THE Scottish Sovereignty Research Group (SSRG) hosted a groundbreaking cross-party conference, Empowering the Nation, in Dunfermline over the weekend.

It was the first major conference to be held since the First Minister’s announcement of a date for the next independence referendum and the first subsequent chance for independence supporters to address publicly many of the key issues and constitutional questions currently facing Scotland.

All of Scotland’s political parties were invited and more than 250 delegates attended the event in the Carnegie Conference Centre, with 130-plus people taking part online.

Early feedback has been very positive with delegates praising the positive way in which the 22 strong line-up of well-known speakers led wide-ranging debates on Scotland’s future from all aspects – academic, technical, populist and political; under the devolved settlement and as a self-reliant sovereign nation.

SSRG team member David Henry said his two highlights of the weekend was when conference delegate Sally Hughes stood on Sunday and said: “More than anything you put into the collective consciousness of the English people just how much they are robbing us of our assets, our countries assets, it is beyond debate, it becomes a matter of reality, it becomes a very powerful political tool, but it empowers them to sort out these bastards down in Westminster”.

The second was when Gareth Wardell (aka Grouse Beater) made a surprise appearance on Saturday which electrified the audience.

The first debate of many over the weekend focused on the potential routes to independence – and established a clear consensus that action needs to be taken urgently in parallel on a number of fronts.

Many agreed that to be able resolve the economic and social damage being imposed on us by the actions of the Westminster government, Scotland needs to fully exercise our constitutional rights domestically and internationally as a sovereign nation.

READ MORE: The question of an independent Scotland's currency answered in 40 seconds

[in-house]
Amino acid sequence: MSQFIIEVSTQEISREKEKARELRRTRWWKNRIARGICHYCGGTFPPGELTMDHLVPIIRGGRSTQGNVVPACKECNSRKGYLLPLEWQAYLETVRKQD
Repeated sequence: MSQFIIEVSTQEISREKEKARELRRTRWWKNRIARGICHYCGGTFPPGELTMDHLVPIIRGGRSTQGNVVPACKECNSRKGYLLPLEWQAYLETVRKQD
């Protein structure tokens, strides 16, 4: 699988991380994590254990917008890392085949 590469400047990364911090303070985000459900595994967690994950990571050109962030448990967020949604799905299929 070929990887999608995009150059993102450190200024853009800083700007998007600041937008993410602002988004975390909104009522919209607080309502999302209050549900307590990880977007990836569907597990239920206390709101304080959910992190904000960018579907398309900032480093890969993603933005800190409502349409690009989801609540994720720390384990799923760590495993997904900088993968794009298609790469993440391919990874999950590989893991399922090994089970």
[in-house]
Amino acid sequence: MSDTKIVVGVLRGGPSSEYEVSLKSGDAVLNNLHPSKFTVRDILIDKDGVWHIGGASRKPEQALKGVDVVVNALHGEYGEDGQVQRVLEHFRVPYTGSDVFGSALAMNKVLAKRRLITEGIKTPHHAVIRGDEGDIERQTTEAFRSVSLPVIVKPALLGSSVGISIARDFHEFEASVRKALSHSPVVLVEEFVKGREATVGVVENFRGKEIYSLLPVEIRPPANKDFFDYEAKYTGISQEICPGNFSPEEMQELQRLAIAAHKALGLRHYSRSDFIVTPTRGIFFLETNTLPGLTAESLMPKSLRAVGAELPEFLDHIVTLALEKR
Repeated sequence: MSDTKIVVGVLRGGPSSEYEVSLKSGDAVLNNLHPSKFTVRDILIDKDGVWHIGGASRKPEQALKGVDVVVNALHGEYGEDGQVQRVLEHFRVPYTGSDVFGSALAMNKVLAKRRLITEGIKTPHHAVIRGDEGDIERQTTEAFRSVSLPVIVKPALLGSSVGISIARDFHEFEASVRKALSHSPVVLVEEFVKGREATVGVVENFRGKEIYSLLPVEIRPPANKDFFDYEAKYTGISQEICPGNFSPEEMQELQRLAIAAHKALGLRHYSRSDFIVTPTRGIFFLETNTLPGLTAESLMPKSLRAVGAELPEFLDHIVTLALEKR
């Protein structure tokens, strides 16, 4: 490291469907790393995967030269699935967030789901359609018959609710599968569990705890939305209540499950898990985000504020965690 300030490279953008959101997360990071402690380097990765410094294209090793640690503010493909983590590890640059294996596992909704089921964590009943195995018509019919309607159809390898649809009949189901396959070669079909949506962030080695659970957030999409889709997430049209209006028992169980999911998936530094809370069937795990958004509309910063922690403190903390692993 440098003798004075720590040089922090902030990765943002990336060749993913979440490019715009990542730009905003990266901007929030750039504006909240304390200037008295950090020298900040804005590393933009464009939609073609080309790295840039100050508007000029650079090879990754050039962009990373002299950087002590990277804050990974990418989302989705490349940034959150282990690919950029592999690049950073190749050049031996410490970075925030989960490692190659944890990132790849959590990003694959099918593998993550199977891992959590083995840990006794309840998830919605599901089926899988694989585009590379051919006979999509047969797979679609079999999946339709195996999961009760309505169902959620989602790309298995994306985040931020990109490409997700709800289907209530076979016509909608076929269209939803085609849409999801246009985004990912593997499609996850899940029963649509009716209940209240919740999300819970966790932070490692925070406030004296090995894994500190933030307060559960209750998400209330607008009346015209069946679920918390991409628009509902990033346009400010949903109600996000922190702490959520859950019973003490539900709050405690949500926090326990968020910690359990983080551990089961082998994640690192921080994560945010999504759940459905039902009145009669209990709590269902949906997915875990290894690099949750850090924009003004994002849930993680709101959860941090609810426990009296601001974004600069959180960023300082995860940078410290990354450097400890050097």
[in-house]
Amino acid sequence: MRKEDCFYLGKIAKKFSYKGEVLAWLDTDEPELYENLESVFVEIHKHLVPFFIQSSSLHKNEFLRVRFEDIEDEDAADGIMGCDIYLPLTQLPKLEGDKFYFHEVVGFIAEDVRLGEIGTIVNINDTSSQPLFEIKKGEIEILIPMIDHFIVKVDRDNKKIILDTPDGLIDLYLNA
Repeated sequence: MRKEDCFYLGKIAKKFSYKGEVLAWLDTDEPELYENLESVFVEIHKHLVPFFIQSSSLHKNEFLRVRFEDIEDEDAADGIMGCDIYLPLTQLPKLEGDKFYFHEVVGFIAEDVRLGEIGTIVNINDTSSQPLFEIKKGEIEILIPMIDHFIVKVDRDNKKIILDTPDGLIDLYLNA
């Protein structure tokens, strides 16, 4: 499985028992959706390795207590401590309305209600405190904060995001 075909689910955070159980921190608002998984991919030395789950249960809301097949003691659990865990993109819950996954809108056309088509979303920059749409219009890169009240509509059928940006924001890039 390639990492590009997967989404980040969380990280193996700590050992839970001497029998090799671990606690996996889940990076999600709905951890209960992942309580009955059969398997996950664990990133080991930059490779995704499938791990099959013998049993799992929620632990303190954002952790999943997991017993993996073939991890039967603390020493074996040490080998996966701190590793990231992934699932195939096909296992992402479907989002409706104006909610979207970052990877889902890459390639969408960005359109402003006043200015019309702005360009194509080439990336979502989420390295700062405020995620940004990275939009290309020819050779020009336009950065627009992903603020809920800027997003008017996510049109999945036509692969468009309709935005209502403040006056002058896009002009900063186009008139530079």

One of the many highlights over the weekend was the session on strategic infrastructure and trade where the gaps, weaknesses and the strategic decisions of the UK Government were explored, with the resulting under-development in Scotland’s road, rail, aviation and maritime infrastructure exposed by Professor Alf Baird and Iain Cameron. The likely social and economic benefits achievable in these areas in an independent Scotland were the subject of considerable debate with conference delegates.

There were significant contributions by Professor Richard Murphy and Dr Tim Rideout on Scotland’s economy and proposals for a Scottish Currency with a wide-ranging debate on some quite technical issues.

On a slightly lighter note, delegates enjoyed taking part in a novel experiment over the weekend led by the Scottish Currency Group, which advocates the introduction of a Scottish currency as soon as possible after independence.

A “Scottish Central Bank” and a “bureau de change” booth were set up during the conference to illustrate the introduction of a new currency. The conference virtually became a “sterling-free zone” for three days so that all attendees could use newly-designed Scottish currency for any purchases they made at the venue.

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The concluding session, led by Dr Mark McNaught, saw Douglas Chapman MP (above), Neale Hanvey MP, and Sara Salyers deliver an inspiring open and honest debate with hard-hitting questions from attendees.

Alba MP Hanvey said: “As a Yesser, I think if we are going to have a plebiscite election and it’s going to be a single issue, it needs to be conducted as the Yes movement rather than any political party.”

“It’s not about going down to Westminster to ask for a negotiation ... what we have to do is have the guts and gumption to go down and say “right, meeting now, we are going to negotiate the withdrawal from the Treaty of Union.

“We have to be much less timid.”

The SNP’s Chapman said: “If you’re standing on a platform a plebiscite election then I think it would need to be some sort of alliance candidate structure that you would need to have there.”

There was respectful disagreement among delegates and speakers on tactics and timing, but a meeting of minds and a shared understanding of what preparations and actions need to be taken by individuals and different groups across Scotland, now and in the coming months, to increase political momentum and ensure we achieve our goal of Scottish independence.